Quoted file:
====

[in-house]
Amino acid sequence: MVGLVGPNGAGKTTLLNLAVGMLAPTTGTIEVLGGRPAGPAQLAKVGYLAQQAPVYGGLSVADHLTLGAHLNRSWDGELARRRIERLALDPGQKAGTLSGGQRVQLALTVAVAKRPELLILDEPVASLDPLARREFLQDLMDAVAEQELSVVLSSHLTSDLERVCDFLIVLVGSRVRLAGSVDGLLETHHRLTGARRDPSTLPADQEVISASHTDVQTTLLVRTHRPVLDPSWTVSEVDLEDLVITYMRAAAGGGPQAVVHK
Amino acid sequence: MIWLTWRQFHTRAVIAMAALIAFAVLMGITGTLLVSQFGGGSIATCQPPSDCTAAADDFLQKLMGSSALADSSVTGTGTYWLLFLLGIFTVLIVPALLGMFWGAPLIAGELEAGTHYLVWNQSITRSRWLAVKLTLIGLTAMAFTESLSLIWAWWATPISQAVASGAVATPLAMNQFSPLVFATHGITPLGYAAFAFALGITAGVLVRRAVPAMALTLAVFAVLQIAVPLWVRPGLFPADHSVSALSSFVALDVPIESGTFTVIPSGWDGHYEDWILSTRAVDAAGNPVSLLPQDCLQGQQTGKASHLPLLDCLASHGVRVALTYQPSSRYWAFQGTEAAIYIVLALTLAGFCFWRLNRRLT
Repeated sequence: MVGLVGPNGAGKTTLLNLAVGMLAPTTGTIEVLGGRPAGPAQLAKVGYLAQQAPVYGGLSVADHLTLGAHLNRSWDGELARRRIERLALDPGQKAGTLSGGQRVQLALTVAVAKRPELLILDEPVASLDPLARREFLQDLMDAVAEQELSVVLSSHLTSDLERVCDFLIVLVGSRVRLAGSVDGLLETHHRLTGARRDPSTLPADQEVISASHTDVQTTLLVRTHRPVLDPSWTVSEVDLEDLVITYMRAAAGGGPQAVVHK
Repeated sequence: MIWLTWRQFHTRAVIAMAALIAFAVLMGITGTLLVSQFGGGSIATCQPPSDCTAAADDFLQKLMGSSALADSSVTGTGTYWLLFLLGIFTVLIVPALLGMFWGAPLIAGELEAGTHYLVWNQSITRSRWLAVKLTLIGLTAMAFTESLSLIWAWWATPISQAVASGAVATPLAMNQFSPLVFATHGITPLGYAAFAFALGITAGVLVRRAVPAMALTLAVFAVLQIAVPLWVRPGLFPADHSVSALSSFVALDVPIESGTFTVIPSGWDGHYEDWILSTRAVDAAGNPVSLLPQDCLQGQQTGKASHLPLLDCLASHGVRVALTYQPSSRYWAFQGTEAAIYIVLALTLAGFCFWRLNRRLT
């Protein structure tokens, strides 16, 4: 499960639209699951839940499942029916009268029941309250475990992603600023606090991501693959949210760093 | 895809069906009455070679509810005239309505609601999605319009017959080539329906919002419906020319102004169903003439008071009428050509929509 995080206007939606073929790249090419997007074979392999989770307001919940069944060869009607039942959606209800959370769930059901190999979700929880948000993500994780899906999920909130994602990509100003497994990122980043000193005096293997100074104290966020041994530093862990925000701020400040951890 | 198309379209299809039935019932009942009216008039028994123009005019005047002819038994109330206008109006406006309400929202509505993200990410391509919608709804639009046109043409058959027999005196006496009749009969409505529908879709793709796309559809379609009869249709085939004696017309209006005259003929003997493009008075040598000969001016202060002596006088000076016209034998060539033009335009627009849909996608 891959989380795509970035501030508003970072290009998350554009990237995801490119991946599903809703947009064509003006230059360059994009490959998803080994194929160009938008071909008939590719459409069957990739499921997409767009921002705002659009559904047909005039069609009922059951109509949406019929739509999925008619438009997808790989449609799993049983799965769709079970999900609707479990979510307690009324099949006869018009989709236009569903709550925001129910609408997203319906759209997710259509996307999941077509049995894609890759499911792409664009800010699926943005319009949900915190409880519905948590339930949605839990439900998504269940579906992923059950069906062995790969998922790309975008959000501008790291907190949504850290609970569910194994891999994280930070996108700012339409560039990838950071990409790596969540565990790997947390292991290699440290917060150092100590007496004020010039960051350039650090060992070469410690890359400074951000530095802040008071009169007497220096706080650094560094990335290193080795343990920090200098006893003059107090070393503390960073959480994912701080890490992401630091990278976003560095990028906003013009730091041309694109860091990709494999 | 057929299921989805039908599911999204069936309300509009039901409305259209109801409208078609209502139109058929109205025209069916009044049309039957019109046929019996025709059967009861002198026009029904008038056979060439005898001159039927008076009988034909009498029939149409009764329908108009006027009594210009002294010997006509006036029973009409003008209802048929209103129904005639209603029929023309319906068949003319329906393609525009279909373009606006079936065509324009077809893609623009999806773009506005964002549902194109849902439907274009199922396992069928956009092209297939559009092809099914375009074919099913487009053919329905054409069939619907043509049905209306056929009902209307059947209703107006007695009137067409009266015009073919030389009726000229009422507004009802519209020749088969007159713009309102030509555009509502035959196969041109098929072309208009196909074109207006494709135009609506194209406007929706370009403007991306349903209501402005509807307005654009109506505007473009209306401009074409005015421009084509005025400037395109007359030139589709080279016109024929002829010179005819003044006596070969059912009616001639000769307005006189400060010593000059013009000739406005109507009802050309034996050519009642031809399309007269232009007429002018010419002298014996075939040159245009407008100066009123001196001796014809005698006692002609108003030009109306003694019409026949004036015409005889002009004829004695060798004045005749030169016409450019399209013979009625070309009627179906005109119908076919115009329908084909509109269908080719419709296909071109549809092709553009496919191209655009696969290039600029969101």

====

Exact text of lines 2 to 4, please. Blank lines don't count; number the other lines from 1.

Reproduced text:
Amino acid sequence: MVGLVGPNGAGKTTLLNLAVGMLAPTTGTIEVLGGRPAGPAQLAKVGYLAQQAPVYGGLSVADHLTLGAHLNRSWDGELARRRIERLALDPGQKAGTLSGGQRVQLALTVAVAKRPELLILDEPVASLDPLARREFLQDLMDAVAEQELSVVLSSHLTSDLERVCDFLIVLVGSRVRLAGSVDGLLETHHRLTGARRDPSTLPADQEVISASHTDVQTTLLVRTHRPVLDPSWTVSEVDLEDLVITYMRAAAGGGPQAVVHK
Amino acid sequence: MIWLTWRQFHTRAVIAMAALIAFAVLMGITGTLLVSQFGGGSIATCQPPSDCTAAADDFLQKLMGSSALADSSVTGTGTYWLLFLLGIFTVLIVPALLGMFWGAPLIAGELEAGTHYLVWNQSITRSRWLAVKLTLIGLTAMAFTESLSLIWAWWATPISQAVASGAVATPLAMNQFSPLVFATHGITPLGYAAFAFALGITAGVLVRRAVPAMALTLAVFAVLQIAVPLWVRPGLFPADHSVSALSSFVALDVPIESGTFTVIPSGWDGHYEDWILSTRAVDAAGNPVSLLPQDCLQGQQTGKASHLPLLDCLASHGVRVALTYQPSSRYWAFQGTEAAIYIVLALTLAGFCFWRLNRRLT
Repeated sequence: MVGLVGPNGAGKTTLLNLAVGMLAPTTGTIEVLGGRPAGPAQLAKVGYLAQQAPVYGGLSVADHLTLGAHLNRSWDGELARRRIERLALDPGQKAGTLSGGQRVQLALTVAVAKRPELLILDEPVASLDPLARREFLQDLMDAVAEQELSVVLSSHLTSDLERVCDFLIVLVGSRVRLAGSVDGLLETHHRLTGARRDPSTLPADQEVISASHTDVQTTLLVRTHRPVLDPSWTVSEVDLEDLVITYMRAAAGGGPQAVVHK